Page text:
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Previous Challenge Entry (Level 4 – Masters)
Topic: Canada (01/29/09)

TITLE: Sunday School Sendoff
By Catrina Bradley


Macy lifted a 6-foot long, L-shaped package from the top of the pile of presents. “Gee, I wonder this one is?” She caught the card dangling from the end. “From John and Debbie. Seriously, guys. A hockey stick?

“Everyone plays hockey in Canada, eh hoser?” John snickered, and poked Dianna with his elbow.

“John’s right. I think it’s a law there. ‘All Canadians will participate in the game of ice hockey.’”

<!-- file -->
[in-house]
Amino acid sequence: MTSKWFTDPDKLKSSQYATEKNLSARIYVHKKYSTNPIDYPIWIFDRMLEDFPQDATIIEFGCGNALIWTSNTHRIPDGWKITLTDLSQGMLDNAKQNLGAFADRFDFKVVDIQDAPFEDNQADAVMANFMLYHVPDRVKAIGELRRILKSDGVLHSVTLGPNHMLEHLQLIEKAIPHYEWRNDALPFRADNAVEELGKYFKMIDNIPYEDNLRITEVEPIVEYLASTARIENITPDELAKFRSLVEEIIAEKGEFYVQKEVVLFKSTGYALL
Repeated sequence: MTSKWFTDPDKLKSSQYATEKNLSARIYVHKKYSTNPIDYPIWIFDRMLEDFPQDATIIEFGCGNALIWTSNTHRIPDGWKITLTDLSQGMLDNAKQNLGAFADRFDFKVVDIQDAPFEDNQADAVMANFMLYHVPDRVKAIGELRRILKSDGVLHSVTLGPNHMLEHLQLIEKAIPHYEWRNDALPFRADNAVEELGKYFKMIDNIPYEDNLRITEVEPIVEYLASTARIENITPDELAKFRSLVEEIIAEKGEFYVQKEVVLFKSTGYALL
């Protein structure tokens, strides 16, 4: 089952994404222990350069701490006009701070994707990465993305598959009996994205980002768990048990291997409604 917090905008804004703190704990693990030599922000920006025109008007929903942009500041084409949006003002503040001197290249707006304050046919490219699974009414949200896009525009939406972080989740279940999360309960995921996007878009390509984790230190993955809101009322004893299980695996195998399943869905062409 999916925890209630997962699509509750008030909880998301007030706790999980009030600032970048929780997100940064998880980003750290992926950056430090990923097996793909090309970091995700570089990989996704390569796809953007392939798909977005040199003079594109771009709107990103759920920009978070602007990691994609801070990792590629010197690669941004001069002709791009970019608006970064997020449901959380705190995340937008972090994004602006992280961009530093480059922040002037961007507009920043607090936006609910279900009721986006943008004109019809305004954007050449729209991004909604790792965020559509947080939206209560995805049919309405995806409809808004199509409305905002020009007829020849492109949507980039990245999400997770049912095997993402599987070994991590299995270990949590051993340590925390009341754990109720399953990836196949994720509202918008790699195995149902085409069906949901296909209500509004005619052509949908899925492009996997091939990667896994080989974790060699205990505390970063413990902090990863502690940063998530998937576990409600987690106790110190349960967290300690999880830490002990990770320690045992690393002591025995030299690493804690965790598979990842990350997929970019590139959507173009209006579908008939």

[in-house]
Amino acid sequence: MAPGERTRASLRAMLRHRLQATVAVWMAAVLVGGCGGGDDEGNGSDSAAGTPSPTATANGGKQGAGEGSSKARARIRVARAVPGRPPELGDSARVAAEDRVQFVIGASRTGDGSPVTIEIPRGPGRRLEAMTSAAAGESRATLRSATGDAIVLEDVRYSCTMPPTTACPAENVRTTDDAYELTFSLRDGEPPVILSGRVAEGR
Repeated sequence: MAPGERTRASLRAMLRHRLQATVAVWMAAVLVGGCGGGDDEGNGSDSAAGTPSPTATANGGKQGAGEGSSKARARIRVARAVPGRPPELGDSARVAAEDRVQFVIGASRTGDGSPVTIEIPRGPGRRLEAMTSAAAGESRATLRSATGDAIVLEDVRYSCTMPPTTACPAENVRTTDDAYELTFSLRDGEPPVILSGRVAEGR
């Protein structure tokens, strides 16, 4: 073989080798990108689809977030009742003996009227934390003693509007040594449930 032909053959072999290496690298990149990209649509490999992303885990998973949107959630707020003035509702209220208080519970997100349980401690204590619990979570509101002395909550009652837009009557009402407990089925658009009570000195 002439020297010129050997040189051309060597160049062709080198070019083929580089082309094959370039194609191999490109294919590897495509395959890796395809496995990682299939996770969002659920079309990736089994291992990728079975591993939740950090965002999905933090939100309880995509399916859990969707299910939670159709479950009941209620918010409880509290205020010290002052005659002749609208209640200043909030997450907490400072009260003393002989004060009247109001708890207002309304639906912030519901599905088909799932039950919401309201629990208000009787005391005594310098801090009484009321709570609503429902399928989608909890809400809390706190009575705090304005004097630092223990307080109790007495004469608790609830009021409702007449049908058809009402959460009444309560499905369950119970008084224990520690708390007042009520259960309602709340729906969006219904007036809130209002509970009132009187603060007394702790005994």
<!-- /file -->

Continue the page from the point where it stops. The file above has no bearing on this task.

“And what kind of impression would that make on your new church, the pastor’s wife breaking the law right off the bat? They might send you back.”

Macy tore the last of the bright red wrapping from the blade. “Ha ha. Watch it or I’ll find another use for my new hockey stick.” She waved it toward them and scowled before bursting into laughter and grabbing another present from the stack.

“From Jerry and Linda.” Macy ripped the paper off the box and opened the lid. “Oooh!! Did you make this?”

Jerry piped up, “Yeah, I slaved for hours knitting under a hot lamp. Killed my arthritis.”

“Riiiight.” Macy extracted the end of scarf created from the softest, deepest blue yarn and brushed it across her cheek. “Mmmm, nice. So, seriously. Did you make this, LINDA?” She continued unwinding the scarf out of the box and wrapped it around her neck, and wrapped it, and wrapped it. “And did you make it long enough?”

“We know how cold it is up there in the Great White North. We wanted to make sure you were covered.”